Illustrating the cosmos

ESO’s visual artists on how they recreate the Universe

22 November 2019
What you’ll discover in this blog post:
  • How and why astronomical images are processed
  • What kind of objects and phenomena ESO’s visual artists recreate
  • Where artists get their inspiration for illustrating things that we can’t see
Did you know that the beautiful images of the cosmos that we see online and in books don’t typically come directly from telescopes? Raw, black and white images are processed into colourful photos that not only look stunning, but also bring out fine details to help scientists understand more about the Universe. At ESO, this processing is partly done by our visual artists, Martin Kornmesser and Luis Calçada. But their work doesn’t stop there; Martin and Luis also illustrate mysterious objects that we can’t use telescopes to image clearly or directly — making the invisible visible and helping us imagine the most mysterious parts of the Universe.
Interview with:
Martin Kornmesser and Luis Calçada
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Q. First of all, why don’t we show the images as they are collected by the telescopes and how do you transform raw telescope images into stunning images of the cosmos?

MK: We initially get many images of the same object, each of which is a record of a different wavelength of light. These images come in FITS format — a digital file format that is commonly used in astronomy. We assign a colour to each wavelength and layer these images on top of each other to make one nice coloured image.

Below is an image before and after I processed it. Some images are more difficult to process than others; a mosaic image from ESO’s VLT Survey Telescope (VST), for example, involves a lot more work than a Hubble Space Telescope image, because it contains billions of pixels. The challenge with giant images is that they need to look good when you zoom out and also when you zoom in. But in the end, the VST wide-angle images are among my favourites. Totally worth all the effort.

The Cat’s Paw Nebula, before (left) and after processing and mixing all filters (right).
Credit: ESO

We know the velocities, we know the scales, we know the temperature, and that all translates into something physical, something visual.

Q. How do you create an artist’s impression to visualise something we can’t yet image directly, like the surface of an exoplanet?

Luis Calçada (LC): Often, we cannot see them close up, but scientific analysis reveals most of the physical processes behind these objects or events. This means that we can usually (at least partly!) guess how something looks. We know the velocities, we know the scales, we know the temperature, and that all translates into something physical, something visual. For example, if an object has a certain temperature then we know it emits radiation at a certain wavelength, so we can assign colours to it.

That’s exactly why it’s interesting to create these images, because we can work out how an object looks to some extent. It’s not just down to the imagination, it is also based on science.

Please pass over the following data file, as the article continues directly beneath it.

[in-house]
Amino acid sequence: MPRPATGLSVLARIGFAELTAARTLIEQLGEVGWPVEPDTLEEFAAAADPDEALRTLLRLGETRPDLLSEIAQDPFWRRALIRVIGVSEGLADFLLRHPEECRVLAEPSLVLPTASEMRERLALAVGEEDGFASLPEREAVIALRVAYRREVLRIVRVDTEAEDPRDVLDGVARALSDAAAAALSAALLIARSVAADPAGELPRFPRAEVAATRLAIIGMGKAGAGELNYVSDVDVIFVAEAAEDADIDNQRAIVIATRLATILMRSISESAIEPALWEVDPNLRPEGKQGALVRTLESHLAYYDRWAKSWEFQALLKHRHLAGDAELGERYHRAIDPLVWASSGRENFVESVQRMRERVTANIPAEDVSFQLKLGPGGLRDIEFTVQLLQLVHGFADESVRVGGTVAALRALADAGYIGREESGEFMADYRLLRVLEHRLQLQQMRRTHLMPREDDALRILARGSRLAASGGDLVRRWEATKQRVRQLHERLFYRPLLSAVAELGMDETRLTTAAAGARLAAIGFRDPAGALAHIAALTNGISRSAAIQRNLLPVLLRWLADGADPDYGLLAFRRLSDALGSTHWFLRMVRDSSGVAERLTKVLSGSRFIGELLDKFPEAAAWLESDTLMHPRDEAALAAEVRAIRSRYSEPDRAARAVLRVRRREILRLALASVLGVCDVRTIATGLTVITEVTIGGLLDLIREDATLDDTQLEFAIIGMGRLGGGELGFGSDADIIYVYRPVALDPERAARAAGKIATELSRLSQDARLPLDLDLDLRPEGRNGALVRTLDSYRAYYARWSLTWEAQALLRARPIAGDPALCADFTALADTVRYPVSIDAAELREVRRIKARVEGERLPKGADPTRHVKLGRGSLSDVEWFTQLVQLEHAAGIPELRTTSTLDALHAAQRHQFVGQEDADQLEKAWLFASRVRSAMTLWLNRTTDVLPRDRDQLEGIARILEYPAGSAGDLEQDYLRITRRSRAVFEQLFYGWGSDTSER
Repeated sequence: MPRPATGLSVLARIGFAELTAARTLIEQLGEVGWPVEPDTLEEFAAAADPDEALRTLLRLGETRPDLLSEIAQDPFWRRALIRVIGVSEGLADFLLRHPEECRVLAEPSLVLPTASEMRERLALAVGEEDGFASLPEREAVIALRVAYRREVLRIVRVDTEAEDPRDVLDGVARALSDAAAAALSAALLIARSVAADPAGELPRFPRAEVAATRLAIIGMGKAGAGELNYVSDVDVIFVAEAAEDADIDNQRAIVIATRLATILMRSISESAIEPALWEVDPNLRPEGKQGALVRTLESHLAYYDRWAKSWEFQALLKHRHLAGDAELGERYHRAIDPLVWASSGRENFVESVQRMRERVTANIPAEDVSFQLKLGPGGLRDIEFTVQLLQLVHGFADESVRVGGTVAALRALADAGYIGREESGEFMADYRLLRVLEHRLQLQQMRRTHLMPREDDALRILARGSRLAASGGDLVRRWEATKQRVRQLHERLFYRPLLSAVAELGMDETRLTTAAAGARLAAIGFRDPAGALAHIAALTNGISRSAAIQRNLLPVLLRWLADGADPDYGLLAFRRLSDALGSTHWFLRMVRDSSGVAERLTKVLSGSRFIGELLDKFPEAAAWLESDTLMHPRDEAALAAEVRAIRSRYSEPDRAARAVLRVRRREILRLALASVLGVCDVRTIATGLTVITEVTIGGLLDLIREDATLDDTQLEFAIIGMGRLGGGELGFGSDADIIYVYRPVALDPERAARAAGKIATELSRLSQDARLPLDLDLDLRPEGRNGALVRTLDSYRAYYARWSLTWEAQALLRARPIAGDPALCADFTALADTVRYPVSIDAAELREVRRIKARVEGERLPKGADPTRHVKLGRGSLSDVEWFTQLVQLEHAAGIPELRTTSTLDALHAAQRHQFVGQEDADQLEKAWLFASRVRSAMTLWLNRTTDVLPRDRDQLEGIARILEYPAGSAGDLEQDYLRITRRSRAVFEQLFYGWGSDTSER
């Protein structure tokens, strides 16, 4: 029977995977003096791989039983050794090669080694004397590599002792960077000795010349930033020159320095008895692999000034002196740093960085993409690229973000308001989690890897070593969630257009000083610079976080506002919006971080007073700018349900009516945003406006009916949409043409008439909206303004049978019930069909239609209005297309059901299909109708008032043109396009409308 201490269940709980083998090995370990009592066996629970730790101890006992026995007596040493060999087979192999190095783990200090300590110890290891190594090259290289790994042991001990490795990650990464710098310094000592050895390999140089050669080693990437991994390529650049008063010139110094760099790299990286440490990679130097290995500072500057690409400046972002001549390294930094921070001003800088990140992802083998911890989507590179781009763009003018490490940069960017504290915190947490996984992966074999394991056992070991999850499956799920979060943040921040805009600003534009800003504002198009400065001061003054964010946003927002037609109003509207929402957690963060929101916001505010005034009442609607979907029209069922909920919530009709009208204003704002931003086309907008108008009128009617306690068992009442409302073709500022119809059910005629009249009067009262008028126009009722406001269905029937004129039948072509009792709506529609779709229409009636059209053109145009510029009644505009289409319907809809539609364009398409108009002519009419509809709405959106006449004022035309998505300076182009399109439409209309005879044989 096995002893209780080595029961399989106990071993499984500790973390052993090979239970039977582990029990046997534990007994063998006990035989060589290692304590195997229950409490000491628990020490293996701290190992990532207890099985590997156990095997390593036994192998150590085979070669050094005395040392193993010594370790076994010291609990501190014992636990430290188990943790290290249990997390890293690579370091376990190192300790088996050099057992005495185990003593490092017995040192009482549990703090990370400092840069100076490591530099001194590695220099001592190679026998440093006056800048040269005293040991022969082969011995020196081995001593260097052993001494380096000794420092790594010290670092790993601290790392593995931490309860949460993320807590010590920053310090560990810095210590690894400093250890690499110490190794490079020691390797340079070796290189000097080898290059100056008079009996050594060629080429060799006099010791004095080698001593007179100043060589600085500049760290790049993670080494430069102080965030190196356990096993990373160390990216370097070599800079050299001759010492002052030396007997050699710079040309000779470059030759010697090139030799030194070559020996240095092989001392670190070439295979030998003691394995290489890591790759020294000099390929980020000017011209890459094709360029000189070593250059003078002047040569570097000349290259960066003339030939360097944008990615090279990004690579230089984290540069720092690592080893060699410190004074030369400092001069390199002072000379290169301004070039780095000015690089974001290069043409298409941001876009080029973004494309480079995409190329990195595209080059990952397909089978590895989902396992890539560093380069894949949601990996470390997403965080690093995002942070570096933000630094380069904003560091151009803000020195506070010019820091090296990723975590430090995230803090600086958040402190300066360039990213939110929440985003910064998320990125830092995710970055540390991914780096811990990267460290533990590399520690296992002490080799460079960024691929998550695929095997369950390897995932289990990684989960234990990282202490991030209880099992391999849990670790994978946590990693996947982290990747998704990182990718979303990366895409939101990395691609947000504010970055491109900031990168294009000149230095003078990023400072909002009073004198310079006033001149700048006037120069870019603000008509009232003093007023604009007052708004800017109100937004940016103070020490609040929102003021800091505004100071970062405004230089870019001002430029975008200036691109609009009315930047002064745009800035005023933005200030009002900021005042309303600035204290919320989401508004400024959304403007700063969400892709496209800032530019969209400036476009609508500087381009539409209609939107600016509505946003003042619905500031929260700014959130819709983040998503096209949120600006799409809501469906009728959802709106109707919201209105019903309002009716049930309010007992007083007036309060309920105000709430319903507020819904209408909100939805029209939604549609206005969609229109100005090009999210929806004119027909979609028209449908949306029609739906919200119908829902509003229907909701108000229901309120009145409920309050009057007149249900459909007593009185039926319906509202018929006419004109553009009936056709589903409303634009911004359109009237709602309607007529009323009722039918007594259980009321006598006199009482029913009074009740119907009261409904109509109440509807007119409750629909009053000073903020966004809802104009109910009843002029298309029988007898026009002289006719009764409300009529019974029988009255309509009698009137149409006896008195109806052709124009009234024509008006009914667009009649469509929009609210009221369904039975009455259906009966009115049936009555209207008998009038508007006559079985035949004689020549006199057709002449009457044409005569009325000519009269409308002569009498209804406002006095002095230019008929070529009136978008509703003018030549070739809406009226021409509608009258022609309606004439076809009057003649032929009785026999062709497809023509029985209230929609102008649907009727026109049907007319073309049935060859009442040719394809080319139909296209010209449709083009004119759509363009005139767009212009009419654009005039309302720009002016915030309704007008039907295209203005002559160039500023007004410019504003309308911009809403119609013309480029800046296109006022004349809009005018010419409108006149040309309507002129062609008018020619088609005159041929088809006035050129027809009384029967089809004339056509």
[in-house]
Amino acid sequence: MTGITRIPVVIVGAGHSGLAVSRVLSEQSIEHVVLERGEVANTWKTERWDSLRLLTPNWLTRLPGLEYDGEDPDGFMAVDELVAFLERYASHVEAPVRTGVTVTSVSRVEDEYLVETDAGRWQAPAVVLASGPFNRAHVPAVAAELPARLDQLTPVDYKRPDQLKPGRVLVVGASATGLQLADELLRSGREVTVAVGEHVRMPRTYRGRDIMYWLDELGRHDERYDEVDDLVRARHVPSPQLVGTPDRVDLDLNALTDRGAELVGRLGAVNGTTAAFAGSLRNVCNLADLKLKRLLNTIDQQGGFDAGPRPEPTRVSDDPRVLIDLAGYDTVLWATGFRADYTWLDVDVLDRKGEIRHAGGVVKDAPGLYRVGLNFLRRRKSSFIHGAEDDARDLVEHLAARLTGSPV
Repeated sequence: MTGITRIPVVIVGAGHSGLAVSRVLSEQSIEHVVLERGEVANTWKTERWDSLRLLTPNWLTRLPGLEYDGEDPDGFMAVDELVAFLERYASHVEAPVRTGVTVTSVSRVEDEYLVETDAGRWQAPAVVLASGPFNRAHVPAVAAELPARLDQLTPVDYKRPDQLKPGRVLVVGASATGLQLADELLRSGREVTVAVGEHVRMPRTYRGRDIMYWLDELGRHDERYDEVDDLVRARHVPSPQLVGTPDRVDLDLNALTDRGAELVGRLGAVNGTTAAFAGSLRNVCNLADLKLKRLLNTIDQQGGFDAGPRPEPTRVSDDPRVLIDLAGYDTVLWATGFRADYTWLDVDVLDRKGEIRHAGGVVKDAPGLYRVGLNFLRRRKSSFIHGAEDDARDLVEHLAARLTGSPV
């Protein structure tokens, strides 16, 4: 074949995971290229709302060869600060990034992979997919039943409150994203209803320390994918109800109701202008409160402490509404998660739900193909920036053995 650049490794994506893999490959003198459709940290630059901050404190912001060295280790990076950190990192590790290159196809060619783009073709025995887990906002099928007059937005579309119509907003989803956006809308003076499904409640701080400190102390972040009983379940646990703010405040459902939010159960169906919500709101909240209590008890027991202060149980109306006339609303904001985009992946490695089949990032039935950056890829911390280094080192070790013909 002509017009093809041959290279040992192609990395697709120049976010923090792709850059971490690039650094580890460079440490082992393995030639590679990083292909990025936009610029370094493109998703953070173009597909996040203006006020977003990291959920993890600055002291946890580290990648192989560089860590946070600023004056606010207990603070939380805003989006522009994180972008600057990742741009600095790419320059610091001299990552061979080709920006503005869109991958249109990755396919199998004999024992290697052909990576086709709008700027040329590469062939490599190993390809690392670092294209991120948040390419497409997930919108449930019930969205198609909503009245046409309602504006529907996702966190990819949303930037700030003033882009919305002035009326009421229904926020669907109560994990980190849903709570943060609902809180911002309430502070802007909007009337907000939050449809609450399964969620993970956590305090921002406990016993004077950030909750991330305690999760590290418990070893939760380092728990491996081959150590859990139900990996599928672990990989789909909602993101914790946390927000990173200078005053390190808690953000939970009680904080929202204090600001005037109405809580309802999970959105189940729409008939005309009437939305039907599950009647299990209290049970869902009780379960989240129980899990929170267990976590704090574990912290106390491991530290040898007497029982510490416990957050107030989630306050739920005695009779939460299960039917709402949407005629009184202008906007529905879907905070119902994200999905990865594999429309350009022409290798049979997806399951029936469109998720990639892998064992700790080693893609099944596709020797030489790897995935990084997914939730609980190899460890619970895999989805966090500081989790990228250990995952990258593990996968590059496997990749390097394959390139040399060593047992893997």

Q. How long does it take you to create an image or an animation?

LC: We’ve had cases where we have spent a couple of weeks on some stuff when it is very important, like for the images and simulations we created for the release of the first image of a black hole earlier this year. But for weekly press releases sometimes we take just one or two days. Some things are quicker than others; we’ve done so many exoplanets, for example, that for them it’s just a case of changing the colour and composition to match the new observations. It’s different when we’re drawing or animating something completely new.

Superheated material swirling around the black hole at the heart of M87, which was imaged by the Event Horizon Telescope.
Credit: ESO/M. Kornmesser

Q. What does a typical working day at ESO look like for you?

MK: Luckily there are no typical days at work for me. I'm fortunate to be able to work with talented people on a lot of different projects. We work on visuals for the ESO site, for the ESO Supernova Planetarium & Visitor Centre, and also the Hubble Space Telescope, so it doesn't get boring very often.

The best days for me are of course the ones where I am let off the leash, allowed to do whatever I want without restrictions, such as illustrating abstract physical phenomena in frontier science where nobody really knows what it should look like. A dream for every artist.

Q. How did you come into this role? Is this a career you always knew you wanted?

LC: When I was studying astronomy, I started working in a planetarium and I thought, “oh, we need some visuals for this”, so I gave it a go. I started teaching myself about computer graphics and astronomy animation, and continued developing my skills in that direction before ending up at ESO. Illustration was not something I’d thought about as a kid but when I got into it, I really enjoyed it. So for me, combining illustration with astronomy at ESO is the best place I could be.

ALMA image of the protoplanetary disc around HL Tauri
ALMA image of the protoplanetary disk HL Tauri captured in 2014.
Credit: ALMA (ESO/NAOJ/NRAO)